Remoteness is not always an ingredient, of course. Vancouver is a remarkable example of diverse First Nations experiences in one city, ranging from unique native-owned accommodation (Skwachays Lodge), and a popular restaurant specializing in native dishes and beverages (Salmon and Bannock Bistro) to world-class aboriginal-focused museums and art galleries. There are also immersive land and water activities and tours (Takaya Tours) that enrich a visitor’s understanding of native heritage, thriving for thousands of years before settlers arrived from other lands. Tourism Vancouver can help develop a memorable First Nations immersion itinerary for any visitor to the city.

Canada’s westernmost province, British Columbia, has become a global model for richly-interpreted aboriginal tourism with educational, cultural and nature-based activities that offer something for every age, budget and interest. It hosts the greatest diversity of aboriginal peoples in North America. The goal remains clear: to honor the talents and traditions of BC’s 203 First Nation (native) communities and to provide training, cultural revival and sustained employment for local communities and enterprising individuals of First Nations descent.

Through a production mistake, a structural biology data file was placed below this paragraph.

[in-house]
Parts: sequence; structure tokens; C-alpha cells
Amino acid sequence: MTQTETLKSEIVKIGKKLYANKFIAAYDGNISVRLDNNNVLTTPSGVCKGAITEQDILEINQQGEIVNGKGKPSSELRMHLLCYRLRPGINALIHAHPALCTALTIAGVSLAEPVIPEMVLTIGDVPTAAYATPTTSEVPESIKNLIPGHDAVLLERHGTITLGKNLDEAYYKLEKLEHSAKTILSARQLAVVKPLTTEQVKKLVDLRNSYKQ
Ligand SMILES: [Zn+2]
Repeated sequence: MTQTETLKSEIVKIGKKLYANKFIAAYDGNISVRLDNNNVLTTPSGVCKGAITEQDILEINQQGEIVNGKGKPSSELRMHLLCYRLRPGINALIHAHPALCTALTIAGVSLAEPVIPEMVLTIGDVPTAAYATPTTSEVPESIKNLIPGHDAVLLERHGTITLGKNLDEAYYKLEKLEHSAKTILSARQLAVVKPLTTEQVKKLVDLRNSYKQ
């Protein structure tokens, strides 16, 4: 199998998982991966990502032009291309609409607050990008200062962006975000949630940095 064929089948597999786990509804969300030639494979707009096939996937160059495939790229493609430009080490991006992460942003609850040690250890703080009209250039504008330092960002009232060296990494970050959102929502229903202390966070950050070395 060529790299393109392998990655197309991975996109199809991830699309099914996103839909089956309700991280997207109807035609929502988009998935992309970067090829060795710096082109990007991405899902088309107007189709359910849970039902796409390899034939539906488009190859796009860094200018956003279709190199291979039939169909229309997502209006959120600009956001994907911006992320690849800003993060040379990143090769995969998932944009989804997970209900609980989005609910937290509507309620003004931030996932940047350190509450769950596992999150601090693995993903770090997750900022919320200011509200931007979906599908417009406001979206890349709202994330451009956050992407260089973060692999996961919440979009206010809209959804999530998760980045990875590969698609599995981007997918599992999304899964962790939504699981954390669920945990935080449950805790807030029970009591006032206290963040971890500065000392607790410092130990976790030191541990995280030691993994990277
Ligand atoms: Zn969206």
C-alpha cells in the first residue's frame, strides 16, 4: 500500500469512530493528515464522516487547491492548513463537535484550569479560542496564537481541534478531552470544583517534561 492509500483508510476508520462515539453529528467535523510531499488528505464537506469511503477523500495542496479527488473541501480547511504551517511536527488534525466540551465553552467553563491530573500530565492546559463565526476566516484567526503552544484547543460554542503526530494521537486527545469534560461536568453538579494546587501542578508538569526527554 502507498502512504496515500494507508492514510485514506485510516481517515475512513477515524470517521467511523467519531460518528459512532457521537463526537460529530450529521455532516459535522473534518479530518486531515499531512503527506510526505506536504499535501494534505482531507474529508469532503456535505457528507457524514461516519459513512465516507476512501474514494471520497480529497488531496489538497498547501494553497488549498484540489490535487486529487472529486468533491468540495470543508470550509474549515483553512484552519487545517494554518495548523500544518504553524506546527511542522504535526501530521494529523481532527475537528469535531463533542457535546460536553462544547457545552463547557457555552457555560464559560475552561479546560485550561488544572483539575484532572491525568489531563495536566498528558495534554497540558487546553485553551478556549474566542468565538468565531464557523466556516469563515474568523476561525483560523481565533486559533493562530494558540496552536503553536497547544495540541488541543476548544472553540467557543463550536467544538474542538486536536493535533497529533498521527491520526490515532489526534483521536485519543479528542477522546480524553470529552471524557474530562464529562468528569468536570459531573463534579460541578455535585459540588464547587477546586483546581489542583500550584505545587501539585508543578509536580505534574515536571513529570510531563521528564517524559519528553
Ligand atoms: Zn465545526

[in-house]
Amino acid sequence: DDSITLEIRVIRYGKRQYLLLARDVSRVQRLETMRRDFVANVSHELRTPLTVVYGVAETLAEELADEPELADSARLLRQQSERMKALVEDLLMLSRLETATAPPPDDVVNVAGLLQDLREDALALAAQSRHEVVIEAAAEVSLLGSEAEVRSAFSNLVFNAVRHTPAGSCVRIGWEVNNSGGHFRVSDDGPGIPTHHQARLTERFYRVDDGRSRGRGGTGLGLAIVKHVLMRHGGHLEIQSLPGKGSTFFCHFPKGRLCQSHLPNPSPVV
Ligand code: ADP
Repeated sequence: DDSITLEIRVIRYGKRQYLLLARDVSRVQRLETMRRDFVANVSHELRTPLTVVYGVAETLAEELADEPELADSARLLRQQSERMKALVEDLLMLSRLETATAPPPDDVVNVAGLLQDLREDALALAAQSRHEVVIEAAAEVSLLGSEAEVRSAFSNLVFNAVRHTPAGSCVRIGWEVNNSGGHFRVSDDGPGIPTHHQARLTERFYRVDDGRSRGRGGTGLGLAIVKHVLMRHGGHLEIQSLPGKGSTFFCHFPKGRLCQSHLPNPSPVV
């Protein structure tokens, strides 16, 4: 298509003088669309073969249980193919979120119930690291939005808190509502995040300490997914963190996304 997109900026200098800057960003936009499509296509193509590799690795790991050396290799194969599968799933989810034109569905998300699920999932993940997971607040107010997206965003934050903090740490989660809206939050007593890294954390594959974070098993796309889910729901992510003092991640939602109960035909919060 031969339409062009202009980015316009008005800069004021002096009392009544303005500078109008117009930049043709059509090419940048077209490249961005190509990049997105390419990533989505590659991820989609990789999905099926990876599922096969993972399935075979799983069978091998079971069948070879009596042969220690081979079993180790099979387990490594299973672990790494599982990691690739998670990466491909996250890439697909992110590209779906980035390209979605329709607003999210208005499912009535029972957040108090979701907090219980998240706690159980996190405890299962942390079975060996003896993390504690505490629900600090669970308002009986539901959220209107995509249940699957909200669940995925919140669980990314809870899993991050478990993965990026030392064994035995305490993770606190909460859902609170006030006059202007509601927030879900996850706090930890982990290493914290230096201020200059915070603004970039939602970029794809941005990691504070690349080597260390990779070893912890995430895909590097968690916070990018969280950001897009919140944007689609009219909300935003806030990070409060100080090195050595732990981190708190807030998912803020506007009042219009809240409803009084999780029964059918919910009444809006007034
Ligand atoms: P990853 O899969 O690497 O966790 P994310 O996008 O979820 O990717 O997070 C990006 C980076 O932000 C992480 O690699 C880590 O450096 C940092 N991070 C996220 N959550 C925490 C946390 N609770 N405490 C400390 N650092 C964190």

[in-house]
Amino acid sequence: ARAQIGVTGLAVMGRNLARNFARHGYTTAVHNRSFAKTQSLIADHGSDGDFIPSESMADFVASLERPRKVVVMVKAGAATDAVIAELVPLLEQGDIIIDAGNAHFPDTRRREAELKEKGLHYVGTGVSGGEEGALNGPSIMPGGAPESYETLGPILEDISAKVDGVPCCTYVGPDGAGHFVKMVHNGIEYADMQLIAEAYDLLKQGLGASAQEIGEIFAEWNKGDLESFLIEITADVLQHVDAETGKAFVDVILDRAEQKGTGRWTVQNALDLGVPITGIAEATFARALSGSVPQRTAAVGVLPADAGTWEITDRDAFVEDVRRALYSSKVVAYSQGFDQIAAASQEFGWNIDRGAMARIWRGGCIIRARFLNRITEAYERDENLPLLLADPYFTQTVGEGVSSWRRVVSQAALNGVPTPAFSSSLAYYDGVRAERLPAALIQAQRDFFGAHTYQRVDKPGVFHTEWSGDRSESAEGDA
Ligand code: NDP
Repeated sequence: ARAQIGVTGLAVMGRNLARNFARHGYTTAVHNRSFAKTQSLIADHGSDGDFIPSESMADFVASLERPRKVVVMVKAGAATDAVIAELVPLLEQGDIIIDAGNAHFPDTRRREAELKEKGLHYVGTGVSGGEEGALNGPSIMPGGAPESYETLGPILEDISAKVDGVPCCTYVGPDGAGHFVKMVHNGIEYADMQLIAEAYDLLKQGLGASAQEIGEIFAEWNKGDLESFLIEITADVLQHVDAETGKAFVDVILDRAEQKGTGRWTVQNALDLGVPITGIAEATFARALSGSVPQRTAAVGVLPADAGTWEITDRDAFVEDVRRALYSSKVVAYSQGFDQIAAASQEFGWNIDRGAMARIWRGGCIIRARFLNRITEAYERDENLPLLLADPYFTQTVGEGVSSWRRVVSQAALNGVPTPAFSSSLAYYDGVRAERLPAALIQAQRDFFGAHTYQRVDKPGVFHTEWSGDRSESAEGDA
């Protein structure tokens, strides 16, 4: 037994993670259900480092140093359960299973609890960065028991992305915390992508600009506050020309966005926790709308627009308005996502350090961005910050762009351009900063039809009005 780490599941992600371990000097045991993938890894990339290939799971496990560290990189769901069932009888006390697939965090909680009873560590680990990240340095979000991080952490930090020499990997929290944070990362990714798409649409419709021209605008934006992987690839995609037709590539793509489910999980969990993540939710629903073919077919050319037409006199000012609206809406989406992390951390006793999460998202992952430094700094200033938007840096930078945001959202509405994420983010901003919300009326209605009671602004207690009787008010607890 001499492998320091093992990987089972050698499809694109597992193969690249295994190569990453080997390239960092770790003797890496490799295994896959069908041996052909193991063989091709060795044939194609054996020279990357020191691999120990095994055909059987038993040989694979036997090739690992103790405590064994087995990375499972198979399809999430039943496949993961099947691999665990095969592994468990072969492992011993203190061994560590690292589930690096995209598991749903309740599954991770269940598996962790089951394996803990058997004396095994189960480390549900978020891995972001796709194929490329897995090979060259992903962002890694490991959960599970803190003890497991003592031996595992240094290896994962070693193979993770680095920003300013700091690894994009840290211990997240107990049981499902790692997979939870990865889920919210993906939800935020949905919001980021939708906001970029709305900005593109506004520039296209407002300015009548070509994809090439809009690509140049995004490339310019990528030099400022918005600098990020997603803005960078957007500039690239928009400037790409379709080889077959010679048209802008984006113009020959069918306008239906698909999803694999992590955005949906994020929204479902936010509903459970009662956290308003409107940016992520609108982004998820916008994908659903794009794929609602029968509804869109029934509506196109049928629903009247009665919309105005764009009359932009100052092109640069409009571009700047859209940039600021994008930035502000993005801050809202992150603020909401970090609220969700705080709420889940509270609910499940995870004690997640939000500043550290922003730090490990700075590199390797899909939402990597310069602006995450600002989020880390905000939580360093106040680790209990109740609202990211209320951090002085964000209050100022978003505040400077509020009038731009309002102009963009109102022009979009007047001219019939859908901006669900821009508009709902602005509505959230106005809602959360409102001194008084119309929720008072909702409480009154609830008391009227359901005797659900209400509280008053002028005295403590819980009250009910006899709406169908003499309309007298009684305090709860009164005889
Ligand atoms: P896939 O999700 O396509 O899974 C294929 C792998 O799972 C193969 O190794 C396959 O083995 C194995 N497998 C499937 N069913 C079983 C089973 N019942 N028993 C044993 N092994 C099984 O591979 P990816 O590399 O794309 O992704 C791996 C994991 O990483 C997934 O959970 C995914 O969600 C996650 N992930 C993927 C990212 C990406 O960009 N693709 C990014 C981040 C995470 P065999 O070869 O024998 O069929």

That said, there is steady growth in this tourism sector right across Canada as indicated by an inviting new Aboriginal Tourism Association of Canada website, showcasing indigenous festival events, attractions and experiences. Visitors may browse by region, date and culture for what is being offered by the country’s three recognized indigenous cultures, that is, Métis (mixed blood), Inuit (peoples of the Canadian Arctic, formerly called Eskimos), and First Nations who are Aboriginal Canadians of neither Inuit nor Métis descent. The province of Ontario is delivering many quality experiences, including a highly recommendable visit to the largest freshwater island on the planet, Manitoulin Island on Lake Huron. Native communities there are making a pilgrimage worthwhile, presenting 17 nature-based and cultural options (Great Spirit Circle Trail).